Initiator’(Anne,nA)S ||| Responder(Bob,nB)S ||| Server(Jeeves)S ||| Intruder’(f)S’
                                        S = [fake,take/receive,send]
                                  S’ = [take.x.y/learn][fake.x.y, leak/say]




                                                               receive
                                            send
                                                     Jeeves
           Anne                                                                                   Bob
                        receive
                                                                                     send
         send                                                                                       receive




                                                                              fake.x.Bob
                take.Anne.y                  learn            say

                                                     Yves                                  leak


   Lecture 5                                                                                                  9
     Exm: Secrecy in the Yahalom protocol


    The property to be verified:

            Signal.Claim_Secret.a.b.m e Traces(System)
                               a
                 not(leak.m e Traces(System) )

   As usual, this property can be verified
    automatically by checking the traces



Lecture 5                                                10
                               Authentication
   The CSP approach is based on inserting signals:
        Running.a.b (in a’s protocol)
             Agent a is executing a protocol run apparently with b

        Commit.b.a (in b’s protocol)
             Agent b has completed a protocol run apparently with a


   Authentication is achieved if Running.a.b always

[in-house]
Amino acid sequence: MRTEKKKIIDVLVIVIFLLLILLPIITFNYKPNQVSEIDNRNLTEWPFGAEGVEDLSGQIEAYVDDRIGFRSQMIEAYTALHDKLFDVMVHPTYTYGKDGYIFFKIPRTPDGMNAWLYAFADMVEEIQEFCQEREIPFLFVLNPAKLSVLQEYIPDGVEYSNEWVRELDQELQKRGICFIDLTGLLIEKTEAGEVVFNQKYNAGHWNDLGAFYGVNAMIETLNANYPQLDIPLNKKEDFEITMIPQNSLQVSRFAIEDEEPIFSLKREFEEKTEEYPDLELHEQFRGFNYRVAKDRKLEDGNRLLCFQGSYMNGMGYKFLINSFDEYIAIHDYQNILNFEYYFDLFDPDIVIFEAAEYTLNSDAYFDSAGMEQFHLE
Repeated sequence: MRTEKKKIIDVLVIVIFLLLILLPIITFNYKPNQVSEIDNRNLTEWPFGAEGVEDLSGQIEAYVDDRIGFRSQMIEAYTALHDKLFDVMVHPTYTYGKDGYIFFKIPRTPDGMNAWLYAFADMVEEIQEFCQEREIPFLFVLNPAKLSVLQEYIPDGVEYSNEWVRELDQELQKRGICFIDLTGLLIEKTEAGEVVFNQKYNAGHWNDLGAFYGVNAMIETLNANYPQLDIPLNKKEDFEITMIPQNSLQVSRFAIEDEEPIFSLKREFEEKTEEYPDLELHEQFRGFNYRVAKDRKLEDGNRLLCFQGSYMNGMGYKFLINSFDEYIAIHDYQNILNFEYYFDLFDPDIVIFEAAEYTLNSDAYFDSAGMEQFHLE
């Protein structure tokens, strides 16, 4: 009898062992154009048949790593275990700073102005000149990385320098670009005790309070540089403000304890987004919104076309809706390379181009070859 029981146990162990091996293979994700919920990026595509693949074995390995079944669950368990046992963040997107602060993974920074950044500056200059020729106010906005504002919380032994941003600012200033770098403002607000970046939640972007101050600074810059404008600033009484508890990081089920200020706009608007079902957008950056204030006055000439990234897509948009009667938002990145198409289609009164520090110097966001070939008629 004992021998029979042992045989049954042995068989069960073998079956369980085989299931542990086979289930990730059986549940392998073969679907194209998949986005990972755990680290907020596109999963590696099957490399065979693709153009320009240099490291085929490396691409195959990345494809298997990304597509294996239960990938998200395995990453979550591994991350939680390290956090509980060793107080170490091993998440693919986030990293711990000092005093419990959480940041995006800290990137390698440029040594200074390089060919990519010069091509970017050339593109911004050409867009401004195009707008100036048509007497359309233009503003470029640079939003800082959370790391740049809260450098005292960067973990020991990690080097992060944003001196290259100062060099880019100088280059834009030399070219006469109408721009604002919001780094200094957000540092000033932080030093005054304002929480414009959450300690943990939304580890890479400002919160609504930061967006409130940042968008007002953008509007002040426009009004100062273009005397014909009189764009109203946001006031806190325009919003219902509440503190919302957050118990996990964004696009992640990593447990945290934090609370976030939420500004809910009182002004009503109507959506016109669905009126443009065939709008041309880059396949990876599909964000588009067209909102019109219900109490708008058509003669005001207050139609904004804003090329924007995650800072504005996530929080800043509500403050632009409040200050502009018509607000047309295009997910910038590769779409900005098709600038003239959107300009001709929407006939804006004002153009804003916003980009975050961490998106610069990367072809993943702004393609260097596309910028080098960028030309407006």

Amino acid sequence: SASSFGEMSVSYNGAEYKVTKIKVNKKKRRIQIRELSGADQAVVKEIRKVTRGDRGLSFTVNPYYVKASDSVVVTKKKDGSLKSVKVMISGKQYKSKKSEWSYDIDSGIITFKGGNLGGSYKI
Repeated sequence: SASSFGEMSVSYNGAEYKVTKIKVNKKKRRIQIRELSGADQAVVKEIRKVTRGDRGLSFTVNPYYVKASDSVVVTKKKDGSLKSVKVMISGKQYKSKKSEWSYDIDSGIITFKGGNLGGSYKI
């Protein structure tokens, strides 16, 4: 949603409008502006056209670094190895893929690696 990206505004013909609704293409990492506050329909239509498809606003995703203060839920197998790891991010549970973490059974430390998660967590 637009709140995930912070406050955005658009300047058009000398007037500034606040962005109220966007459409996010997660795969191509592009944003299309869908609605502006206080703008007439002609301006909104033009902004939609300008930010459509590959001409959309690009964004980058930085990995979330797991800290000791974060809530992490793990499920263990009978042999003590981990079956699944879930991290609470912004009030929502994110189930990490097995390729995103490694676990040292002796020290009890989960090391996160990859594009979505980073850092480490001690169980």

precedes Commit.b.a in the traces of the
    system
        Weaker or stronger forms of authentication can be
         achieved by variations of the parameters of these
         signals and the constraints on them

    Lecture 5                                                          11
            Authentication in the Yahalom Pr.
   The Yahalom Protocol aims at providing
    authentication of both parties :
    authentication of the initiator to the
    responder, and viceversa

   We will analyze the two authentication
    properties separately

   This requires two separate enhancements of
    the protocol


Lecture 5                                        12
        Yahalom: authentication of initiator
   CSP description of the two parties - Enhanced

    Initiator’(a,na ) =
        env?b: Agent
           g send.a.b.a.na
           g [] (receive.J.a{b. kab.na.nb}ServerKey(a) .m
             kab e Key g signal.Running_Initiator.a.b.na.nb.kab
            nb e Nonce g send.a.b.m.{nb}kab
              meT      g Session(a,b,kab,na,nb) )



     Responder’(b,nb ) =
         [] (receive.a.b.a.na g send.b.J.b .{a.na.nb}ServerKey(b)
      kab e Key    g receive.a.b.{a. kab}ServerKey(b) .{nb}kab
     nb e Nonce    g signal. Commit_Responder.b.a.na.nb.kab
       meT        g Session(b,a,kab,na,nb) )


Lecture 5                                                           13
        Yahalom: authentication of initiator


      Initiatora                  Responderb                           Server


                   a.na

                                                b.{a.na.nb}ServerKey(b)


                       {b.kab.na.nb}ServerKey(a) {a.kab}ServerKey(b)



            Run_Init.a.b.na.nb.kab

            {a.kab}ServerKey(b) .{nb}kab

                                             Com_Resp.b.a.na.nb.kab


Lecture 5                                                                       14
        Yahalom: authentication of initiator
   The property to be verified:

            signal. Running_Initiator.a.b.na.nb.kab
                           precedes
            signal.Commit_Responder.b.a.na.nb.kab
                  in all the Traces(System)


   Again, this property can be verified
    automatically by checking the traces



Lecture 5                                             15
      Yahalom: authentication of responder
   CSP description of the two parties - Enhanced

    Initiator’(a,na ) =
        env?b: Agent
           g send.a.b.a.na
           g [] (receive.J.a{b. kab.na.nb}ServerKey(a) .m
             kab e Key g send.a.b.m.{nb}kab
            nb e Nonce g signal.Commit_Initiator.a.b.na.nb.kab